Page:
CAIRO — After decades of polarization along religious lines, Christians and Muslims in Egypt are coming together to rally behind their flag.
The country is in the midst of a swell of nationalism that began during the revolution in 2011 and intensified when citizens took to the streets in June of this year to call for the removal of President Mohammed Morsi of the Muslim Brotherhood.
Egyptian flags adorn houses and buildings throughout the capital, and everything — from sandbags buttressing military blockades to pillars along the Nile Corniche — has been painted in the national colors of black, white and red.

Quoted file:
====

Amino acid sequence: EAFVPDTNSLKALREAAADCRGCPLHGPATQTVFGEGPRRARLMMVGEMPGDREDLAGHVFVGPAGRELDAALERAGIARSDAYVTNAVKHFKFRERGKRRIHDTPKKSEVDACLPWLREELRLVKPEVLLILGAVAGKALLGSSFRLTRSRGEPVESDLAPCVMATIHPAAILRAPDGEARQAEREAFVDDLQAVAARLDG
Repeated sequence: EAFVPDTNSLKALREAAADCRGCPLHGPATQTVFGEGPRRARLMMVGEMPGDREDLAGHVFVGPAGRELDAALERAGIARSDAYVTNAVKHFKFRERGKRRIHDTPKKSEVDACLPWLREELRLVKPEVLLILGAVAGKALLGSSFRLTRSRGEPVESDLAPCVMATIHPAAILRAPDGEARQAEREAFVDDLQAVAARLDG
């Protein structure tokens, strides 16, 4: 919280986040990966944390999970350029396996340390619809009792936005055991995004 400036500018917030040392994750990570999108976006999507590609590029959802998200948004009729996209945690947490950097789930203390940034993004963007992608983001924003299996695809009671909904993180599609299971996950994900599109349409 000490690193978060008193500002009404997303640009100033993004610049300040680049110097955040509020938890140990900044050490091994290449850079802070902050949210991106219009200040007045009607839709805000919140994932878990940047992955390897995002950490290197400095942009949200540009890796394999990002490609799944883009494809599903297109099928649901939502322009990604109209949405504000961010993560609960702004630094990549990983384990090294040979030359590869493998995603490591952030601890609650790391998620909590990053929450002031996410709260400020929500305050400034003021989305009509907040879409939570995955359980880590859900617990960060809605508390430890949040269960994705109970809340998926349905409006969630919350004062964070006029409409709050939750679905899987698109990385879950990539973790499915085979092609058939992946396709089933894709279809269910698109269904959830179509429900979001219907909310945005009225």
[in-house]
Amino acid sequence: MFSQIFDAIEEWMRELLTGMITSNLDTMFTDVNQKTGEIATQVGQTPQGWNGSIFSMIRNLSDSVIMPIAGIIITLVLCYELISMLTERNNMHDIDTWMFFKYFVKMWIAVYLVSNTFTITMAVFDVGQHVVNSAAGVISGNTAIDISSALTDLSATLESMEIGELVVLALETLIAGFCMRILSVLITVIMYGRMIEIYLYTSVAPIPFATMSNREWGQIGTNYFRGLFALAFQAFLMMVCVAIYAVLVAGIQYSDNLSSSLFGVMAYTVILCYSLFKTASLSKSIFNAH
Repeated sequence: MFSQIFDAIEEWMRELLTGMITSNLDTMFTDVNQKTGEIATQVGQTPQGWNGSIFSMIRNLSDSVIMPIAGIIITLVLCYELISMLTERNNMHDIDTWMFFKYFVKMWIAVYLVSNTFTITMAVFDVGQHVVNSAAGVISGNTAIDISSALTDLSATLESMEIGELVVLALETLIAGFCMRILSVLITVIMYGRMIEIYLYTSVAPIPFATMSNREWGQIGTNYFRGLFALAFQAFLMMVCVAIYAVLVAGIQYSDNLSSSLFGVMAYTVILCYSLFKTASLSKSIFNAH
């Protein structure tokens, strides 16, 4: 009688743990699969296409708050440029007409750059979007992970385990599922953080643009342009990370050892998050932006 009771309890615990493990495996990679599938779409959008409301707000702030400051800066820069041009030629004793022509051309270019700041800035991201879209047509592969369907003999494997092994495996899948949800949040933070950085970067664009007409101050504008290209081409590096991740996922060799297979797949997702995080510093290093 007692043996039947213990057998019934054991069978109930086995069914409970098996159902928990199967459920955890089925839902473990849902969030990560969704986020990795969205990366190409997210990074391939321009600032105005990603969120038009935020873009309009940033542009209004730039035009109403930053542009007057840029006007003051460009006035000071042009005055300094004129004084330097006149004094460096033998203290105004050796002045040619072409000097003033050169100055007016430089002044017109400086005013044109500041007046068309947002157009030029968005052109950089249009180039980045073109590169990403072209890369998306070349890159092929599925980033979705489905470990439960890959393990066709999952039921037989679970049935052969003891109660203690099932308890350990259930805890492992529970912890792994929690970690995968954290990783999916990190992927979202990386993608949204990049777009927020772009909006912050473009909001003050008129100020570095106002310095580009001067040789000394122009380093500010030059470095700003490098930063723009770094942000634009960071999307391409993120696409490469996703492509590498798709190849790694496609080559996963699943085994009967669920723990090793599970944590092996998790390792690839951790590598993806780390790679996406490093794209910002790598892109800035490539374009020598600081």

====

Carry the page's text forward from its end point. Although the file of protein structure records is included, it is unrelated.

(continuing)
These sentiments have served to unite Christians and Muslims. In recent decades, Christians had become increasingly cloistered — a trend of “closed communalism” that Gamal Soltan, professor of political science at the American University in Cairo, said has been building since the 1970s. That began to change during the revolution in 2011.
The 18 days of demonstrations during the first Tahrir Square uprising ushered in poignant displays of interreligious unity, with protesters sharing prayers and holding aloft Bibles and Qurans. Political writer and commentator Bassem Sabry called this the “grass-roots manifestation” of nationalistic coexistence.